Shortly after Christmas, I heard that 20 per cent of all gift cards aren’t used. Apparently, all we wanted for Christmas was … nothing.
My first thought, perhaps somewhat uncharitably given the current climate was, ‘What a bonus for retailers.’ They are prepaid for a gift that is never collected, basically given money for nothing. No wonder retailers want to get into the gift card market.
My second thought was more reflective. ‘I have been given gift cards I’ve never used or perhaps not used all the money on them.’
This hasn’t happened often but there have been times when life has become busy or we have gone on holidays and I have simply forgotten about the card. Sometimes we have used gift cards on basic necessities such as groceries or petrol, with the thought we will buy something for ourselves later. Since buying essentials was hardly what the gift-giver had in mind. However, later never came.
My third thought and the most provocative was, ‘Twenty per cent of gift-card recipients are so prosperous they can’t think of a single thing they want to buy.’
We are blessed way more than we acknowledge. Some would respond, ‘well, the things I want to buy cost a lot more than a gift card would provide.’ Perhaps they’re thinking of a holiday, the latest phone, the smartest TV.
Recently I heard about some retired folk who were having trouble filling their day during covid because there was no point checking out the latest cruises, finding the best deals for accommodation and researching exotic places to visit. Their comment was, ‘There’s nothing to look forward to since so few cruise lines are operating.’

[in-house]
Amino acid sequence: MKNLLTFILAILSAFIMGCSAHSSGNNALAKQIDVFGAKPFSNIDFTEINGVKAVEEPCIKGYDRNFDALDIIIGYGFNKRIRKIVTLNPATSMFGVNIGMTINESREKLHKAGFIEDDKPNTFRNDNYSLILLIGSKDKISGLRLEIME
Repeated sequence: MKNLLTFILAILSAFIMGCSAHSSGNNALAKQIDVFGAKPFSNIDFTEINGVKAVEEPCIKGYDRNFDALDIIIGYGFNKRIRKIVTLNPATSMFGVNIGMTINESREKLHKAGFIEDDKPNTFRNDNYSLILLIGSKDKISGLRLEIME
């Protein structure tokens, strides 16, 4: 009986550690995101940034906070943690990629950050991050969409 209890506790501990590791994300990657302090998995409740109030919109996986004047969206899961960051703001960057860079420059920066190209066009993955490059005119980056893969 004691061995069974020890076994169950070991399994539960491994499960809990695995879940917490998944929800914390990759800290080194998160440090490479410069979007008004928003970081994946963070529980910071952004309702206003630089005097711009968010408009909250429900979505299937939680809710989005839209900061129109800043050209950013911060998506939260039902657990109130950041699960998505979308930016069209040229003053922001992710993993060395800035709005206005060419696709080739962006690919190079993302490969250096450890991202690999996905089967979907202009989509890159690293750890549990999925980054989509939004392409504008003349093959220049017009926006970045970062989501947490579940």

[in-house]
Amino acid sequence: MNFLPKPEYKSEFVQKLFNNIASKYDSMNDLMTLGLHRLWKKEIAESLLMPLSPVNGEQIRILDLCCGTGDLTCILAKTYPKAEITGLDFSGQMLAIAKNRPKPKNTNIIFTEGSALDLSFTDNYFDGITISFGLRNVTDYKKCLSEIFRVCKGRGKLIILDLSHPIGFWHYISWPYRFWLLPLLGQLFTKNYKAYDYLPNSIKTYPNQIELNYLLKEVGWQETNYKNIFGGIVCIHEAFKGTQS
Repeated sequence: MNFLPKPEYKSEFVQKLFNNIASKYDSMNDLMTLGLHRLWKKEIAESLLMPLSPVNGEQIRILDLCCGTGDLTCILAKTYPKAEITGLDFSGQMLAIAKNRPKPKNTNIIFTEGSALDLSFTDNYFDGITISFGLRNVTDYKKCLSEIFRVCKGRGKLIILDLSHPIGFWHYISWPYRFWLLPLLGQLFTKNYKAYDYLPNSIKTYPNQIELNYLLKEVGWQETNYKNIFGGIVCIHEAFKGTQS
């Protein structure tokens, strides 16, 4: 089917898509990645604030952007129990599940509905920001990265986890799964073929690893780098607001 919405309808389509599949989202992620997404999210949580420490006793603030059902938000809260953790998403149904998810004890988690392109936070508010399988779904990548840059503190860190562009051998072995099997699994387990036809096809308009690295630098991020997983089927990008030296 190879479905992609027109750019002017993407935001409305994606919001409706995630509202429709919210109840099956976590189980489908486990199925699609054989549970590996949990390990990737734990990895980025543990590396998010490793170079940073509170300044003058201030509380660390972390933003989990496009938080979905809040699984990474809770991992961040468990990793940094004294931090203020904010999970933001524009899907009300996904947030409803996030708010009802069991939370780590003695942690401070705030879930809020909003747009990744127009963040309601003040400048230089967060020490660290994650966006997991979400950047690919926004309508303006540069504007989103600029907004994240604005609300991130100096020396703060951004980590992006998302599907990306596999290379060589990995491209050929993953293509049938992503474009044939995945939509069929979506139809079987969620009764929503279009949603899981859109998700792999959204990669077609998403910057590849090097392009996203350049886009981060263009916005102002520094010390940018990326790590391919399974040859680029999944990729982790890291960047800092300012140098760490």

Nothing to look forward to?
I couldn’t help but think if our only intention is to spend the rest of our lives entertaining ourselves, then there really is nothing to look forward to. To go from endless activities or events with the sole purpose of amusing ourselves seemed to be at variance from what God intended when he created us.
I was reminded of Jesus’ words, ‘Watch out! Be on your guard against all kinds of greed; life does not consist in an abundance of possessions’ (Luke chapter 12 verse 15 NIV). Life also doesn’t consist of an abundance of cruises.
Jesus goes on to tell the story of a rich farmer who says to himself, ‘You have plenty of grain laid up for many years. Take life easy; eat, drink and be merry. But God said to him, “You fool! This very night your life will be demanded from you. Then who will get what you have prepared for yourself?” This is how it will be with whoever stores up things for themselves but is not rich toward God.’ (Luke chapter 12 verses 19 to 21).
While there’s nothing wrong with enjoying the fruit of our labours, living a hedonistic life is quite meaningless and not the abundant life God promises (John chapter 10 verse 10).
Rich toward God
The alternative is to be ‘rich toward God’ but what does this look like?
Being rich towards God is having the type of relationship with God where we are confident of being with God forever. However, this life isn’t one of trying hard to appease a difficult taskmaster but knowing we are loved and accepted by a good God who wants us to have a life of abundance, not necessarily in material possessions, but in purpose and meaning.
God doesn’t want us spending our lives on the symbols of physical success, like material possessions and extensive holidays but investing ourselves in things that will last for eternity. Things which will build up the body of Christ, such as building relationships, helping those in difficulties and encouraging the faith of those who are younger than us. Doing these things takes our focus off ourselves and helps us think about how to be a blessing to another.
We may even be able to spend our unused gift cards by encouraging another with our generosity.
Susan Barnes has been involved in pastoral ministry for over twenty years with her husband, Ross. They are now semi-retired and enjoy supporting a number of churches in north-east Victoria. You can find more of Susan’s articles at: https://www.pressserviceinternational.org/susan-barnes.html